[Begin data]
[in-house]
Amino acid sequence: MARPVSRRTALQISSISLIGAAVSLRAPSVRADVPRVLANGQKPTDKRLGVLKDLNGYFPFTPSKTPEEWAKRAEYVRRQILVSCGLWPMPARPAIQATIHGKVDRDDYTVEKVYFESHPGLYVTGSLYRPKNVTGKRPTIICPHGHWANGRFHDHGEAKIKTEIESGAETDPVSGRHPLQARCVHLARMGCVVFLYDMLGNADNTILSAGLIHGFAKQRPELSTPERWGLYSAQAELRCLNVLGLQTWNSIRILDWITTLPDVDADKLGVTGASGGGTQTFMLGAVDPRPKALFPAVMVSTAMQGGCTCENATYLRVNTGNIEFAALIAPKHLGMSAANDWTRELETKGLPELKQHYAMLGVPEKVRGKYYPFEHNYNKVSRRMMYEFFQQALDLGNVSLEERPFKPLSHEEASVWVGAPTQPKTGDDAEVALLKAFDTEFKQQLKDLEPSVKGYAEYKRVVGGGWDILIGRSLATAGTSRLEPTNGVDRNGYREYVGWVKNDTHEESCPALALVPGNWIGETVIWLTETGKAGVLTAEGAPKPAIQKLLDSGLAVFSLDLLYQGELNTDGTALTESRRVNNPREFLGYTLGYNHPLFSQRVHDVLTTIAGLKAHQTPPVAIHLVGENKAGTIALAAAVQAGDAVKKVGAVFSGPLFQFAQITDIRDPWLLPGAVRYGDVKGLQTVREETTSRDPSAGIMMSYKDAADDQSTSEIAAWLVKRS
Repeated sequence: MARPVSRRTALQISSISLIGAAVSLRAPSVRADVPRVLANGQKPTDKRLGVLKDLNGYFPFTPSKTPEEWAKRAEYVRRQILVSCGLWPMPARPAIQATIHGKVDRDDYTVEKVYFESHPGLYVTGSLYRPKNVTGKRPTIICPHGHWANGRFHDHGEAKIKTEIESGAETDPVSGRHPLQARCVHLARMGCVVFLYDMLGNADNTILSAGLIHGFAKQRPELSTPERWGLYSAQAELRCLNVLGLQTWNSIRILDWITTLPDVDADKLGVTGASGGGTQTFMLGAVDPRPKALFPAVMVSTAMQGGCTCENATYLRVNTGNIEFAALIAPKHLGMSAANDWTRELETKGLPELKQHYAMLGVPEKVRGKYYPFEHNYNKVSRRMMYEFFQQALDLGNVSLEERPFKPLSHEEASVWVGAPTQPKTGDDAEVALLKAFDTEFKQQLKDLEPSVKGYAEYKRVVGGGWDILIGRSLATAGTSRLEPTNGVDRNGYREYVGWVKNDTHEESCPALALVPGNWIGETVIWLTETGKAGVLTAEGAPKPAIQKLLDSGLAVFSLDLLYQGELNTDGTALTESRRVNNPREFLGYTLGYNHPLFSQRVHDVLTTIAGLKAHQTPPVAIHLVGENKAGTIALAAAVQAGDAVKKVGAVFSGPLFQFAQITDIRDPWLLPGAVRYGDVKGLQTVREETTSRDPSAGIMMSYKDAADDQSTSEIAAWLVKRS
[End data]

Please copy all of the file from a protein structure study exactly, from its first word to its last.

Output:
[in-house]
Amino acid sequence: MARPVSRRTALQISSISLIGAAVSLRAPSVRADVPRVLANGQKPTDKRLGVLKDLNGYFPFTPSKTPEEWAKRAEYVRRQILVSCGLWPMPARPAIQATIHGKVDRDDYTVEKVYFESHPGLYVTGSLYRPKNVTGKRPTIICPHGHWANGRFHDHGEAKIKTEIESGAETDPVSGRHPLQARCVHLARMGCVVFLYDMLGNADNTILSAGLIHGFAKQRPELSTPERWGLYSAQAELRCLNVLGLQTWNSIRILDWITTLPDVDADKLGVTGASGGGTQTFMLGAVDPRPKALFPAVMVSTAMQGGCTCENATYLRVNTGNIEFAALIAPKHLGMSAANDWTRELETKGLPELKQHYAMLGVPEKVRGKYYPFEHNYNKVSRRMMYEFFQQALDLGNVSLEERPFKPLSHEEASVWVGAPTQPKTGDDAEVALLKAFDTEFKQQLKDLEPSVKGYAEYKRVVGGGWDILIGRSLATAGTSRLEPTNGVDRNGYREYVGWVKNDTHEESCPALALVPGNWIGETVIWLTETGKAGVLTAEGAPKPAIQKLLDSGLAVFSLDLLYQGELNTDGTALTESRRVNNPREFLGYTLGYNHPLFSQRVHDVLTTIAGLKAHQTPPVAIHLVGENKAGTIALAAAVQAGDAVKKVGAVFSGPLFQFAQITDIRDPWLLPGAVRYGDVKGLQTVREETTSRDPSAGIMMSYKDAADDQSTSEIAAWLVKRS
Repeated sequence: MARPVSRRTALQISSISLIGAAVSLRAPSVRADVPRVLANGQKPTDKRLGVLKDLNGYFPFTPSKTPEEWAKRAEYVRRQILVSCGLWPMPARPAIQATIHGKVDRDDYTVEKVYFESHPGLYVTGSLYRPKNVTGKRPTIICPHGHWANGRFHDHGEAKIKTEIESGAETDPVSGRHPLQARCVHLARMGCVVFLYDMLGNADNTILSAGLIHGFAKQRPELSTPERWGLYSAQAELRCLNVLGLQTWNSIRILDWITTLPDVDADKLGVTGASGGGTQTFMLGAVDPRPKALFPAVMVSTAMQGGCTCENATYLRVNTGNIEFAALIAPKHLGMSAANDWTRELETKGLPELKQHYAMLGVPEKVRGKYYPFEHNYNKVSRRMMYEFFQQALDLGNVSLEERPFKPLSHEEASVWVGAPTQPKTGDDAEVALLKAFDTEFKQQLKDLEPSVKGYAEYKRVVGGGWDILIGRSLATAGTSRLEPTNGVDRNGYREYVGWVKNDTHEESCPALALVPGNWIGETVIWLTETGKAGVLTAEGAPKPAIQKLLDSGLAVFSLDLLYQGELNTDGTALTESRRVNNPREFLGYTLGYNHPLFSQRVHDVLTTIAGLKAHQTPPVAIHLVGENKAGTIALAAAVQAGDAVKKVGAVFSGPLFQFAQITDIRDPWLLPGAVRYGDVKGLQTVREETTSRDPSAGIMMSYKDAADDQSTSEIAAWLVKRS